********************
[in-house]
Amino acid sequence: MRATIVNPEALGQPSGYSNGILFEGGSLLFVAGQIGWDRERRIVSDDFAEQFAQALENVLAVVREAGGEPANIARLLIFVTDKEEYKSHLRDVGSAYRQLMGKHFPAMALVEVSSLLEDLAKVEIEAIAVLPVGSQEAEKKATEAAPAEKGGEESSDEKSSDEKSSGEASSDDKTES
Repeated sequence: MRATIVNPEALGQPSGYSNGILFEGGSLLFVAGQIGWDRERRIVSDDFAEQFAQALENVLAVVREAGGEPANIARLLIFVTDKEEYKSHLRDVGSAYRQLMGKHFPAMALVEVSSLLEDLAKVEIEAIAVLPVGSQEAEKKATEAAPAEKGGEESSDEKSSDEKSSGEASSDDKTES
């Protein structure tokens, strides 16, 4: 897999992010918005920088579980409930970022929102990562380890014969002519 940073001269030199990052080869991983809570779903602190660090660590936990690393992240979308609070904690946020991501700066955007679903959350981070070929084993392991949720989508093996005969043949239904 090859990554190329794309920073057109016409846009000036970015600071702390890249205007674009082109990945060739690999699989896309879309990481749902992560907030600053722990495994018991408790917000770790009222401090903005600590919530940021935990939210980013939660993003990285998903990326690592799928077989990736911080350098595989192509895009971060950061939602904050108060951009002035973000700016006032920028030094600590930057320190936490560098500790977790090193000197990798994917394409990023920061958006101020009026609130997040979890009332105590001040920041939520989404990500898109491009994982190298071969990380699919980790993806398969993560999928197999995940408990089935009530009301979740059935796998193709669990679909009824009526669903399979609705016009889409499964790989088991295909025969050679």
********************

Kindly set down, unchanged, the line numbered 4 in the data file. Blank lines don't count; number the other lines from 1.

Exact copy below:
């Protein structure tokens, strides 16, 4: 897999992010918005920088579980409930970022929102990562380890014969002519 940073001269030199990052080869991983809570779903602190660090660590936990690393992240979308609070904690946020991501700066955007679903959350981070070929084993392991949720989508093996005969043949239904 090859990554190329794309920073057109016409846009000036970015600071702390890249205007674009082109990945060739690999699989896309879309990481749902992560907030600053722990495994018991408790917000770790009222401090903005600590919530940021935990939210980013939660993003990285998903990326690592799928077989990736911080350098595989192509895009971060950061939602904050108060951009002035973000700016006032920028030094600590930057320190936490560098500790977790090193000197990798994917394409990023920061958006101020009026609130997040979890009332105590001040920041939520989404990500898109491009994982190298071969990380699919980790993806398969993560999928197999995940408990089935009530009301979740059935796998193709669990679909009824009526669903399979609705016009889409499964790989088991295909025969050679």